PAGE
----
ü Pollinators also contribute to the pollination of plants used for biofuels, fibers, medicines, forage for livestock and construction materials. 
Daylilies have sweetness they love.

Will your little garden make a difference in the pollinator population?  Not a huge difference.  BUT will lots of little gardens, set aside farmland planted with prairie plants, stopping the indiscriminate use of pesticides and not mowing all the roadsides, waterways and wooded areas before insect and wildlife finish their birthing process will make a difference.

The Genetically Modified (GM) food crop issue is a hotly debated one and the research isn’t nearly done or currently understood.  One of the biggest threats to pollinators through GM crops is the loss of weeds.  “Duh” you say!  Weeds in field crops reduces yield, takes away from the end price and often makes picking difficult.  Often these weeds were the necessary food or breeding plant for pollinators.  However, they do not now have an understanding of the risk (direct or indirect) to pollinators of the chemicals themselves. 

Moving away from traditional (think grandpa) farming practices and no longer having foodstuffs raised in all home gardens are cited as a major impact upon pollinators.  While pointing fingers at crop farmers may be convenient for the internet reading population, assigning blame for those of us who no longer raise all our own vegetables and fruits ranks right up there, too.  We must realize it’s no one thing threatening pollinators; it’s a combination of cumulative things.

The good news is farmer, garden and public land management practices are reducing the risks to pollinators.  An example is while managed bees have been struggling, the wild bee population is holding firm.  Since crop yields depend on both, the wild bees are contributing to the stability in pollination.

Many farmers are also reducing pesticide usage, seeking alternative forms of pest control and adopting a range of specific application practices, including technologies to reduce pesticide drift.  Are all farmers participating in this?  No, but then neither are all gardeners.  The good news is most farm organizations (members include not only farmers but the agricultural research universities) are involved in developing best practices and the distribution of information to help farmers of every crop find the best way to increase yields, increase profit while protecting the land.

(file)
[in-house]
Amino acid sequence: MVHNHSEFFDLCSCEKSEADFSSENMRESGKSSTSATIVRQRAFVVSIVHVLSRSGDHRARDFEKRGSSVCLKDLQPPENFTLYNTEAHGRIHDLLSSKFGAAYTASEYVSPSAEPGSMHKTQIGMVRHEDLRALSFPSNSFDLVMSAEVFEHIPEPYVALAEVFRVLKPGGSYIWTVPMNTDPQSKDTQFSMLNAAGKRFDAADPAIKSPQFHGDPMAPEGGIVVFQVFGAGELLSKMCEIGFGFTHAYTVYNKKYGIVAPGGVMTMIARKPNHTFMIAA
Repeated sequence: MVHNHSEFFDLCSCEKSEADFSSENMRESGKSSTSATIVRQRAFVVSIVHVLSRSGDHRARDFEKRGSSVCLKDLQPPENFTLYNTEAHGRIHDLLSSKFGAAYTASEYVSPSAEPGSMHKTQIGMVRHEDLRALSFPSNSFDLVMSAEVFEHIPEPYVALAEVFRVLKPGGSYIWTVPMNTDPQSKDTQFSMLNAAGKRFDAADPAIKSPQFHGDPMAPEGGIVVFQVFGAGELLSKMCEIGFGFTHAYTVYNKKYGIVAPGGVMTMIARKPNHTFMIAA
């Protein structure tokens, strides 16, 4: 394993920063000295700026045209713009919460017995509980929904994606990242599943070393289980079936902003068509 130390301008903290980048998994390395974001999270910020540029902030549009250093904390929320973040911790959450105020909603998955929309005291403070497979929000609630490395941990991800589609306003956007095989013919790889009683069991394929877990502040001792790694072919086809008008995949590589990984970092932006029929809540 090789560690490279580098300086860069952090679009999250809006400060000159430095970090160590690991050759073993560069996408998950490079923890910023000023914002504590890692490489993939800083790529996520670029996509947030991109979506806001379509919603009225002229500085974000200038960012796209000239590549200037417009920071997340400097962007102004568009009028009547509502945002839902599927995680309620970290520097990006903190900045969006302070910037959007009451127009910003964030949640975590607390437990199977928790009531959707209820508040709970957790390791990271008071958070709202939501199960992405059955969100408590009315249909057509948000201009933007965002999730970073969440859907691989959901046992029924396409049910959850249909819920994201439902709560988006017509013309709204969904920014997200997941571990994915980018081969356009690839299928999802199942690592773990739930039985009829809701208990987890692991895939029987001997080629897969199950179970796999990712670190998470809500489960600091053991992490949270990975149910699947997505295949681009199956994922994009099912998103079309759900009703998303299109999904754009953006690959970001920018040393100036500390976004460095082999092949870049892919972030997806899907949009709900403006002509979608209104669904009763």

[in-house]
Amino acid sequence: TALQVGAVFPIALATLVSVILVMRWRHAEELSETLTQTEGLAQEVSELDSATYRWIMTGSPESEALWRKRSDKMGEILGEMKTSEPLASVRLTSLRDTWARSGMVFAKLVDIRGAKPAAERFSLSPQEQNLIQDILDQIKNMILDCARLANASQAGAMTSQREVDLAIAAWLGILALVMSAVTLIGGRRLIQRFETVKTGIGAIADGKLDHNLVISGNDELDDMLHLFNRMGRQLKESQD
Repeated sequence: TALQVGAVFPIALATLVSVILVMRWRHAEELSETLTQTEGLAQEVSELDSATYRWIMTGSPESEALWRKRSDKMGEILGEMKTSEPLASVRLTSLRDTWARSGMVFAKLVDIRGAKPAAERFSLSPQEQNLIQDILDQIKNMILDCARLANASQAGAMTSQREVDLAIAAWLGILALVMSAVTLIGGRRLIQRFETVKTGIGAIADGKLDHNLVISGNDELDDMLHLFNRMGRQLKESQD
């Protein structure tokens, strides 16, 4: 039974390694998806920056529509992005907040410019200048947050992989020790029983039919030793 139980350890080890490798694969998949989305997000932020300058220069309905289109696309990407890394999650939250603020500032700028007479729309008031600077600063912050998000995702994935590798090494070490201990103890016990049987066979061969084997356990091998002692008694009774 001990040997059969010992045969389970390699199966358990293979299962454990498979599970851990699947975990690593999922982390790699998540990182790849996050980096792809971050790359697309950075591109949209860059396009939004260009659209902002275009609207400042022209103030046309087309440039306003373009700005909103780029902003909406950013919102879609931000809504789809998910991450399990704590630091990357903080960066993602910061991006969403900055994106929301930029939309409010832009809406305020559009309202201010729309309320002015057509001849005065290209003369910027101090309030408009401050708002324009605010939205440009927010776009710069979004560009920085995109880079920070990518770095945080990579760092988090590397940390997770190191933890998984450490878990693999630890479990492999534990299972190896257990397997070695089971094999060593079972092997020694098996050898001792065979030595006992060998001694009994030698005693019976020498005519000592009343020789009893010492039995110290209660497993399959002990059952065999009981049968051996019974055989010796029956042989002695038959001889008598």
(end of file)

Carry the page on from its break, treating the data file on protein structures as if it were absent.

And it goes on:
Lapping up water at the bird bath.

Some state land management departments are also participating in alternative methods of roadside management.  I saw wheat planted down the medium of the interstate out west, poppies in Canada, wildflowers down south and a general reduction in mowing and turf grass along interstates.  Illinois (always the last in the nation to think about what’s good for it’s citizens) still spends millions of dollars mowing every roadside.  Both spending tax monies when it could be used elsewhere and deleting an important food and habitat for pollinators.

With the exception of California, the general populace has realized yards and roadsides that look like golf courses aren’t as healthy, beneficial nor as beautiful as a more diverse landscape.        

As gardeners, it pays to be well informed about the same practices and issues used in farming.  Although our end result isn’t on as large of a scale, the cumulative good is as important.